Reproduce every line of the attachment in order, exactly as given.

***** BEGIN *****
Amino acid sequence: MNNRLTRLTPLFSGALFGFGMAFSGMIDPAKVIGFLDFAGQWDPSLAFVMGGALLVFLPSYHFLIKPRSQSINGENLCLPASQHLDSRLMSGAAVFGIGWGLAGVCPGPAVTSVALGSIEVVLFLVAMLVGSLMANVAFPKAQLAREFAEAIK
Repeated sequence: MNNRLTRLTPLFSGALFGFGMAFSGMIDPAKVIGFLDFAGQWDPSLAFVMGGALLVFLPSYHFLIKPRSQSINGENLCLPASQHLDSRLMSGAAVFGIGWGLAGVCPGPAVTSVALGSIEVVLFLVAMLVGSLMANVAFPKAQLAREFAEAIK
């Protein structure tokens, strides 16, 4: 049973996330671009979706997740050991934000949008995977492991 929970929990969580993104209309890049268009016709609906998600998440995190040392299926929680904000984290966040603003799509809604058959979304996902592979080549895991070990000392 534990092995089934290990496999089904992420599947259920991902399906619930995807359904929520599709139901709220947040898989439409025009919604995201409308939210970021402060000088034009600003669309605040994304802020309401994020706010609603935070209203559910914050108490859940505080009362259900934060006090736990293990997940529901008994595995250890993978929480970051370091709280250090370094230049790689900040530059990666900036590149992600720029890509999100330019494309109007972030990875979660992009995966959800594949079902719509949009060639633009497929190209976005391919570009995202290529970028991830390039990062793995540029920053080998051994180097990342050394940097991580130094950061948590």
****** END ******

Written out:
Amino acid sequence: MNNRLTRLTPLFSGALFGFGMAFSGMIDPAKVIGFLDFAGQWDPSLAFVMGGALLVFLPSYHFLIKPRSQSINGENLCLPASQHLDSRLMSGAAVFGIGWGLAGVCPGPAVTSVALGSIEVVLFLVAMLVGSLMANVAFPKAQLAREFAEAIK
Repeated sequence: MNNRLTRLTPLFSGALFGFGMAFSGMIDPAKVIGFLDFAGQWDPSLAFVMGGALLVFLPSYHFLIKPRSQSINGENLCLPASQHLDSRLMSGAAVFGIGWGLAGVCPGPAVTSVALGSIEVVLFLVAMLVGSLMANVAFPKAQLAREFAEAIK
């Protein structure tokens, strides 16, 4: 049973996330671009979706997740050991934000949008995977492991 929970929990969580993104209309890049268009016709609906998600998440995190040392299926929680904000984290966040603003799509809604058959979304996902592979080549895991070990000392 534990092995089934290990496999089904992420599947259920991902399906619930995807359904929520599709139901709220947040898989439409025009919604995201409308939210970021402060000088034009600003669309605040994304802020309401994020706010609603935070209203559910914050108490859940505080009362259900934060006090736990293990997940529901008994595995250890993978929480970051370091709280250090370094230049790689900040530059990666900036590149992600720029890509999100330019494309109007972030990875979660992009995966959800594949079902719509949009060639633009497929190209976005391919570009995202290529970028991830390039990062793995540029920053080998051994180097990342050394940097991580130094950061948590």